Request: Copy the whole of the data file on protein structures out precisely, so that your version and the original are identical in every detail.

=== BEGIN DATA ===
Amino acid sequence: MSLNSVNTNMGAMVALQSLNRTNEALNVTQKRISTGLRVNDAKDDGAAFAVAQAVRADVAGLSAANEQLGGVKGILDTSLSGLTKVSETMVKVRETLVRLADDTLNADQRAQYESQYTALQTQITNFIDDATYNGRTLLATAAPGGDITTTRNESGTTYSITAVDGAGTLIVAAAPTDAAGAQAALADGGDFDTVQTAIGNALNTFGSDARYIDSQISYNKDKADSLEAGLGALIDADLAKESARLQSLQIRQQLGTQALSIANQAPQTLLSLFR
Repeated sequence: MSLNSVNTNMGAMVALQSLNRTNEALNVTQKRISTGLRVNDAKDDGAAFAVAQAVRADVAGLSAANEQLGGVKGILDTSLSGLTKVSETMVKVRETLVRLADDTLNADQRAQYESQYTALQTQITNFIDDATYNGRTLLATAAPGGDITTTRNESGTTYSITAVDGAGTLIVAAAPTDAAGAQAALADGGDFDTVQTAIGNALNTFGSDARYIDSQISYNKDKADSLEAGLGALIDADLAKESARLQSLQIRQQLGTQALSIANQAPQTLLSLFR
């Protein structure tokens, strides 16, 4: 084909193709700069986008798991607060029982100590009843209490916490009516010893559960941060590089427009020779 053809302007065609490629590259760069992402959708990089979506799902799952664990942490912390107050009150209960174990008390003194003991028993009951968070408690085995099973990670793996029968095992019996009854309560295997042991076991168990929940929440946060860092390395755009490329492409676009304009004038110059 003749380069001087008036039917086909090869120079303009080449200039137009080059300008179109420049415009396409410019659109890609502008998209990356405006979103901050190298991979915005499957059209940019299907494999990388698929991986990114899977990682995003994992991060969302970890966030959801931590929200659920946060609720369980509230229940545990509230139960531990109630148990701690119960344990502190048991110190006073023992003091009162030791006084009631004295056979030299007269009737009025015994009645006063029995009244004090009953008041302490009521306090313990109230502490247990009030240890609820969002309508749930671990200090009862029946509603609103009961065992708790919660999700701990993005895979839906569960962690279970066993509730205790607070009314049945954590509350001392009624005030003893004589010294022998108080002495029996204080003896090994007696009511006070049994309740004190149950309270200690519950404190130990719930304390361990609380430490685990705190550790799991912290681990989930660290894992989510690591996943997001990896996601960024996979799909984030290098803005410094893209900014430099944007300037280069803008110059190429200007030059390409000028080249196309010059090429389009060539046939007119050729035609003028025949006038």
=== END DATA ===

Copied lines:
Amino acid sequence: MSLNSVNTNMGAMVALQSLNRTNEALNVTQKRISTGLRVNDAKDDGAAFAVAQAVRADVAGLSAANEQLGGVKGILDTSLSGLTKVSETMVKVRETLVRLADDTLNADQRAQYESQYTALQTQITNFIDDATYNGRTLLATAAPGGDITTTRNESGTTYSITAVDGAGTLIVAAAPTDAAGAQAALADGGDFDTVQTAIGNALNTFGSDARYIDSQISYNKDKADSLEAGLGALIDADLAKESARLQSLQIRQQLGTQALSIANQAPQTLLSLFR
Repeated sequence: MSLNSVNTNMGAMVALQSLNRTNEALNVTQKRISTGLRVNDAKDDGAAFAVAQAVRADVAGLSAANEQLGGVKGILDTSLSGLTKVSETMVKVRETLVRLADDTLNADQRAQYESQYTALQTQITNFIDDATYNGRTLLATAAPGGDITTTRNESGTTYSITAVDGAGTLIVAAAPTDAAGAQAALADGGDFDTVQTAIGNALNTFGSDARYIDSQISYNKDKADSLEAGLGALIDADLAKESARLQSLQIRQQLGTQALSIANQAPQTLLSLFR
């Protein structure tokens, strides 16, 4: 084909193709700069986008798991607060029982100590009843209490916490009516010893559960941060590089427009020779 053809302007065609490629590259760069992402959708990089979506799902799952664990942490912390107050009150209960174990008390003194003991028993009951968070408690085995099973990670793996029968095992019996009854309560295997042991076991168990929940929440946060860092390395755009490329492409676009304009004038110059 003749380069001087008036039917086909090869120079303009080449200039137009080059300008179109420049415009396409410019659109890609502008998209990356405006979103901050190298991979915005499957059209940019299907494999990388698929991986990114899977990682995003994992991060969302970890966030959801931590929200659920946060609720369980509230229940545990509230139960531990109630148990701690119960344990502190048991110190006073023992003091009162030791006084009631004295056979030299007269009737009025015994009645006063029995009244004090009953008041302490009521306090313990109230502490247990009030240890609820969002309508749930671990200090009862029946509603609103009961065992708790919660999700701990993005895979839906569960962690279970066993509730205790607070009314049945954590509350001392009624005030003893004589010294022998108080002495029996204080003896090994007696009511006070049994309740004190149950309270200690519950404190130990719930304390361990609380430490685990705190550790799991912290681990989930660290894992989510690591996943997001990896996601960024996979799909984030290098803005410094893209900014430099944007300037280069803008110059190429200007030059390409000028080249196309010059090429389009060539046939007119050729035609003028025949006038």